Steampunk literature is proliferated with hundreds, if not thousands, of steampunk novels and stories. Magazines, both commercial and independent, are dedicated to the genre. It’s even made its way into comic books and the occasional movie (e.g. League of Extraordinary Gentlemen). Curiously, steampunk has not made a mark in children’s literature. There have been novels for young adults, but books for the littlest among us have been lacking.
That changes on February 28th with the release of Her Majesty’s Explorer, a steampunk bedtime story. Emilie P. Bush, author of Chenda and the Airship Brofman and The Gospel According to Verdu, has collaborated with illustrator William Kevin Petty and watercolorist Bridie Rollis. It will be available on Amazon. The cover suggests the gentle story within about an automaton who travels far and wide. He returns to his encampment dirty, dingy and in need of a bath, much like the little one who may be listening to the story after a long day. Our explorer dutifully does his chores and goes to bed tired and without any fuss. There’s also a short illustrated poem where “made of gear and fit with cogs, exploring rivers streams and bogs” the Steamduck wends his way from bathtub to the wider world.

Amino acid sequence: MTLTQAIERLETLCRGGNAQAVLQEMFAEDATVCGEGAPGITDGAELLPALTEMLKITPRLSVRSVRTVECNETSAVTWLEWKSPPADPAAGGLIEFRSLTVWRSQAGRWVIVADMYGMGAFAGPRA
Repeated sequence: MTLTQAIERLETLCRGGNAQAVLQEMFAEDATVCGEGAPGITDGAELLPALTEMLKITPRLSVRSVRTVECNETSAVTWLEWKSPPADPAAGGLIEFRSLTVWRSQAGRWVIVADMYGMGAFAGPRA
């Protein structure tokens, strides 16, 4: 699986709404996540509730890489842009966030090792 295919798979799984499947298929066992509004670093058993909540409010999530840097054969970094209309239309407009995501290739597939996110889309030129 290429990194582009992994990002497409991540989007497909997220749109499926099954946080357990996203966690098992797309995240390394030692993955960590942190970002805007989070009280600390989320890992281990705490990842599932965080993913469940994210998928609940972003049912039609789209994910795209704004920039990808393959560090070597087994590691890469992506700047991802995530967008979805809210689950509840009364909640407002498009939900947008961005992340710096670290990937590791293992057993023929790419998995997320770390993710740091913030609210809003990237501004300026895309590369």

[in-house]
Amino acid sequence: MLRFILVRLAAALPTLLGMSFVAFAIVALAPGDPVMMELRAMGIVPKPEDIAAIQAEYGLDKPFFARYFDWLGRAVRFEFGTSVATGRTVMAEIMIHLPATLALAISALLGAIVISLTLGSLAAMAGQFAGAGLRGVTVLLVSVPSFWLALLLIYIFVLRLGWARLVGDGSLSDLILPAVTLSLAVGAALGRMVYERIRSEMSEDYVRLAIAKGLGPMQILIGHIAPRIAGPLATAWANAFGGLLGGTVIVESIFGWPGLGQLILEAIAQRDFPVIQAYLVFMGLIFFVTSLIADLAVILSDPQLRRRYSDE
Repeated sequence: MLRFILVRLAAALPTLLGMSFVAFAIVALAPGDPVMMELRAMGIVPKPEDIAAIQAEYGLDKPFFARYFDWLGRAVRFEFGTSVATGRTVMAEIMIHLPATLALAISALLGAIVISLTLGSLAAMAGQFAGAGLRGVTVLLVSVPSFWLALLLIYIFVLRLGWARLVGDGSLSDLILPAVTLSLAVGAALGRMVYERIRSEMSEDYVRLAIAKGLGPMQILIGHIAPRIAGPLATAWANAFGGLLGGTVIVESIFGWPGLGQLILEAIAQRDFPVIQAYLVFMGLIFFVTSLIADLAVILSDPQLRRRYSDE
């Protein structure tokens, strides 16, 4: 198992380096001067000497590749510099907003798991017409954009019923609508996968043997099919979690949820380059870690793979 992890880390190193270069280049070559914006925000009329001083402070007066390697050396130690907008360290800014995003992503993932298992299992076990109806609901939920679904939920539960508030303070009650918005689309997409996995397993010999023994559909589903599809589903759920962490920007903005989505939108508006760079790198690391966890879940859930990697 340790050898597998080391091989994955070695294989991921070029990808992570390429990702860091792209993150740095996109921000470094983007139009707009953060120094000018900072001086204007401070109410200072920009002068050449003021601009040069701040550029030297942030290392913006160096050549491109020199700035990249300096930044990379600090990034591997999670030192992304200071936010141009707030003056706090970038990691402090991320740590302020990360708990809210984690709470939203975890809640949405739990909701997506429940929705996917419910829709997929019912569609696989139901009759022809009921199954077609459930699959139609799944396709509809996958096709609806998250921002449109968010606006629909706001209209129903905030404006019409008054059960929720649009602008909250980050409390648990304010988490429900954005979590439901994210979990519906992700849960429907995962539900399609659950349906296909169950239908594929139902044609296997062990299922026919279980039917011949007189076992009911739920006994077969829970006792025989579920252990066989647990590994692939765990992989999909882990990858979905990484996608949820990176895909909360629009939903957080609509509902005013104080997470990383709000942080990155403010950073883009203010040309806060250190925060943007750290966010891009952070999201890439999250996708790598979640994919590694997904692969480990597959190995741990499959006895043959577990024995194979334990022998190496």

Automatons were created by watchmakers to show off their skills to favored patrons and members of high society. They are unique, rare and exceedingly intricate. Featuring an automaton in a steampunk children’s story is not only appropriate for the genre and audience, it’s also timely. Automatons have been popping up in the news and popular culture. The Franklin Institute, in Philadelphia, has one on display and the Morris Museum, in NJ, showcases a collection. Sunday Morning, on CBS, recently covered automatons. The movie, Hugo, centered around one of these clockwork marvels.
The artwork and story are gentle and charming, but as a review farther along in my adulthood than I’d like to admit I’m not the target audience or expert. So, I asked a friend if I could get the opinion of his nine-year-old daughter. She reports she enjoyed the story and artwork and enjoyed the illustrations and story of Steamduck “because he was nice to all the animals and ran on soda-pop.” Ducks have a universal appeal to children whether then be in the bathtub, in Boston or, in this case, powered by steam and soda.
This is the perfect childhood book for steampunk parents to introduce their children to the steampunk subculture. I use that term loosely. Steampunk has managed to increasingly wedge its way into popular culture and this book drives that opening wider and opens it to the youngest of readers.